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To visit Sherman Asher
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by Nancy Fay



Sherman Asher Publishing began with an impulse to produce beautiful books. Judith Asher had been in love with books and bookmaking since childhood when she would play at printing books and binding them. It was her vision in 1994 to create a press with the trademarked slogan: “Changing the world one book at a time.” The slogan comes from the Talmudic teaching: “Tikun Olam,” which translates as “Mend/ repair/ transform the world”. I signed on as editor before the first book appeared, spending all my spare moments when not at my other jobs immersed in page proofs. When the press had a dozen titles in print in 1997, forsaking all others, I agreed to work for Sherman Asher Publishing as a legitimate job with known hours and a paycheck. Judith brings to the press her powerful sense of engaging the world through Judaism, and I through my Buddhist practice. With each book the press has found a new level of its pragmatic path of creating books that change the world.

In our quest for books as beautiful objects, we tried hiring book designers, but Judith quickly discovered a ferocious passion in herself for the intricacies of font, page design, and creating covers that expressed the essence of the books. She now works collaboratively with Janice St. Marie, a graphic artist, who provides technical support on realizing Judith's design ideas. The earliest awards for the press (Benjamin Franklin Award and PEN West) in 1997 for Listening for Cactus by Mary McGinnis, a first book of poems by a brilliant writer who has been blind since birth, was partially credited to our design decision to bind in a Braille frontispiece. Our initial hope had been a Braille / English format, but this did not work due to the more extensive space requirements for Braille and English on facing pages. Judith and I had long been involved with disability rights and proponents of barrier free buildings. After years of attending Mary's extraordinary readings, watching her hands skim along the raised dots and markings of her notebooks as well as many instances of including her poetry in our anthologies, it seemed a natural progression to publish Mary's book. Our inside joke was that we invented “publishing on demand” as we would tell Mary repeatedly, “Just give us the poems. You've got a great book lurking in those big black notebooks. Hand over the poems and we will make a beautiful book.”

We didn't know how hard it would be to cross genres when we decided to edit the anthology Written With a Spoon: A Poet's Cookbook. We simply wanted a book that combined our two loves; great food and great poetry. Since this was a book we would buy, we naively figured we had a market. If I had known beforehand the special nightmares of copyediting both poetry and recipes I might have deserted the project on the spot. Ah, but then came the bliss of taste testing the recipes for Nectarine Pie and Handcranked Peach Ice Cream. Following your passions can lead to some odd, yet wonderful, places.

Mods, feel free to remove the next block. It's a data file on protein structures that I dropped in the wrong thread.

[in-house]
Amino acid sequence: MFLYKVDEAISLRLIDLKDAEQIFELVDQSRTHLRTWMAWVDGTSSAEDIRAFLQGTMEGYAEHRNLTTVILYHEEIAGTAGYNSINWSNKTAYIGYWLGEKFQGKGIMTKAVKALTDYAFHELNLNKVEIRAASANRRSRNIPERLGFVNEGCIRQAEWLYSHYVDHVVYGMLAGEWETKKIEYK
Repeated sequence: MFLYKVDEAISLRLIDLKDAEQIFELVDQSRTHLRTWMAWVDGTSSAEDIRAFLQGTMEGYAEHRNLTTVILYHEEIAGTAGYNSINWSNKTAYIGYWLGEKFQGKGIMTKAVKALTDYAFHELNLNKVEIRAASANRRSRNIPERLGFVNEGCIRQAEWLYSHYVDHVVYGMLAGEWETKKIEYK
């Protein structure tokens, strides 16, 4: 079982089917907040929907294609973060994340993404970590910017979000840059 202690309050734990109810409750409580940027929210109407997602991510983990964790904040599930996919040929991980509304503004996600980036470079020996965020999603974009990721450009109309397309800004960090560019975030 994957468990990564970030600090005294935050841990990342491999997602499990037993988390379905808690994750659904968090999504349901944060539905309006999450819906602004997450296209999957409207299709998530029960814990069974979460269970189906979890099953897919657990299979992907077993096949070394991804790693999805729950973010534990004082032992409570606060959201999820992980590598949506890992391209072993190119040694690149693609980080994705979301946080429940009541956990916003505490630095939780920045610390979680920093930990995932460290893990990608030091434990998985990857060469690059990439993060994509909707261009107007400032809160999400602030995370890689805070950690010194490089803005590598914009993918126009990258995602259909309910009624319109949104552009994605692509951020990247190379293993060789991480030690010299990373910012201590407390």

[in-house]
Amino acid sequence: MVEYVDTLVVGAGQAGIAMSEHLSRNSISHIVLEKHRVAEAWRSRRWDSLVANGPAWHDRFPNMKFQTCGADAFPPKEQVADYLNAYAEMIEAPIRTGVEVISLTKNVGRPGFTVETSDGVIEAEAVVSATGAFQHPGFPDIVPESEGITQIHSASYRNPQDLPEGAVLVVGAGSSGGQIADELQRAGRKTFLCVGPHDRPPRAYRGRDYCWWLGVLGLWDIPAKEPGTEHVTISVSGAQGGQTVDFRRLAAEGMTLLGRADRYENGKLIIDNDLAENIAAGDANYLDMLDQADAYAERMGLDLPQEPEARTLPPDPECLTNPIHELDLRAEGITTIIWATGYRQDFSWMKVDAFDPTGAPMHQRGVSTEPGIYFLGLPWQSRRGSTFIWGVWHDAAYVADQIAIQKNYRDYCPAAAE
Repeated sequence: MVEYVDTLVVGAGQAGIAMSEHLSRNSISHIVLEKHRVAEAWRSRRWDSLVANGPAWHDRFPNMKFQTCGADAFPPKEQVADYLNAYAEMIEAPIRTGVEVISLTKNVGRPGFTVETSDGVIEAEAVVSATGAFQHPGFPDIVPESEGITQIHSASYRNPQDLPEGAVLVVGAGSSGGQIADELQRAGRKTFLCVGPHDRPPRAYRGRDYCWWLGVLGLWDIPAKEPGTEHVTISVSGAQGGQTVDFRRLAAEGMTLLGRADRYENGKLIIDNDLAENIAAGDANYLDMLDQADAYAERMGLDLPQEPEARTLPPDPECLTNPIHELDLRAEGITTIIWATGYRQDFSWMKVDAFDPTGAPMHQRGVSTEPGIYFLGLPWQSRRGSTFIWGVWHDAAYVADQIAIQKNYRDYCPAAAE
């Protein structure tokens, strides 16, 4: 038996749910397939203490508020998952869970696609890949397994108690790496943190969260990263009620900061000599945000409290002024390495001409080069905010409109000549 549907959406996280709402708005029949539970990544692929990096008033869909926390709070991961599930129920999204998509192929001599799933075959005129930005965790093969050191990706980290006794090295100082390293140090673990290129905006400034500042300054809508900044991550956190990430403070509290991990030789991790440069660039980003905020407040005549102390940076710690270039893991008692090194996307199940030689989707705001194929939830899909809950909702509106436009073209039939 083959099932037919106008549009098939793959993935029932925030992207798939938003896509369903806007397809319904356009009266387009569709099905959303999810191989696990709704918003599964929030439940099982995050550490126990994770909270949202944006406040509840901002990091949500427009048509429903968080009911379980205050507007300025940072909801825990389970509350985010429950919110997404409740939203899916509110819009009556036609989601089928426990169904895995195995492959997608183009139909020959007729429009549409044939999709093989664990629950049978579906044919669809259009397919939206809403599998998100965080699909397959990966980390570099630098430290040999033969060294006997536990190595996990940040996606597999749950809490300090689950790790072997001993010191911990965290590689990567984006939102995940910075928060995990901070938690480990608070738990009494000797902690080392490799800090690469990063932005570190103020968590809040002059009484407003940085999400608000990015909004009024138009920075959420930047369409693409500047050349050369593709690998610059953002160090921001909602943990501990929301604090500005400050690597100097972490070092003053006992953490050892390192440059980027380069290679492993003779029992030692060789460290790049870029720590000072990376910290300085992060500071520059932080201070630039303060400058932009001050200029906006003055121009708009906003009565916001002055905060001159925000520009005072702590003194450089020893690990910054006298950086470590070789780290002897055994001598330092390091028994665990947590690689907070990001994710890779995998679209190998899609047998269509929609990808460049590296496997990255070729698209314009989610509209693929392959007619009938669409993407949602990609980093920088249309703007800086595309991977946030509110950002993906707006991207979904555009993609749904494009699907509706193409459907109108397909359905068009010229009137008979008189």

We were already great admirers and friends of both Joan Logghe and Miriam Sagan, so when they pitched us the idea for Another Desert : Jewish Poetry of New Mexico (for a review of Another Desert) we were eager to work on it. Spotlighting the rich Jewish legacy of New Mexico appealed to us. The Jews of the frontier West and the hidden converso Jews among the early settlers from Spain have little official visibility in books. Judith is active on regional, national, and international boards for Jewish education and is fond of saying that as soon as there is a board for intergalactic Judaism she will serve on that too. The hidden work was proofing poems that looped into and out of Spanish, Hebrew, Ladino, ( a mixture of Spanish and Hebrew) Yiddish , and the archaic Spanish that is specific to Northern New Mexico and Southern Colorado. My unlimited gratitude to Reuben Cobos for his meticulously researched dictionary of the region. To our delight this book was a finalist for the 1998 Mountains and Plains Awards, and has miraculously gone into a second printing. Que milagro!

Likewise, when Marjorie Agosín brought us the manuscript for Miriam's Daughters: Jewish Latin American Women Poets (for a review by J.C. Todd) it seemed a natural progression of our interests in Judaism and in bilingual texts. Work by these poets was frustratingly hard to obtain, and we were attracted to making their work more visible and available. We had published Marjorie's poetry in a bilingual edition Lluvia en el desierto / Rain in the Desert (for a review) the year before, and so we felt we could stretch our skills to encompass a book in English, Portuguese, and Spanish with multiple authors. This noble project would have been worthy of a well-endowed university with graduate students assisting in the endless logistics. What in the world was a micro press without grants thinking when we decided to orchestrate such an international project? We thought it would be a book we'd love to read, and it was!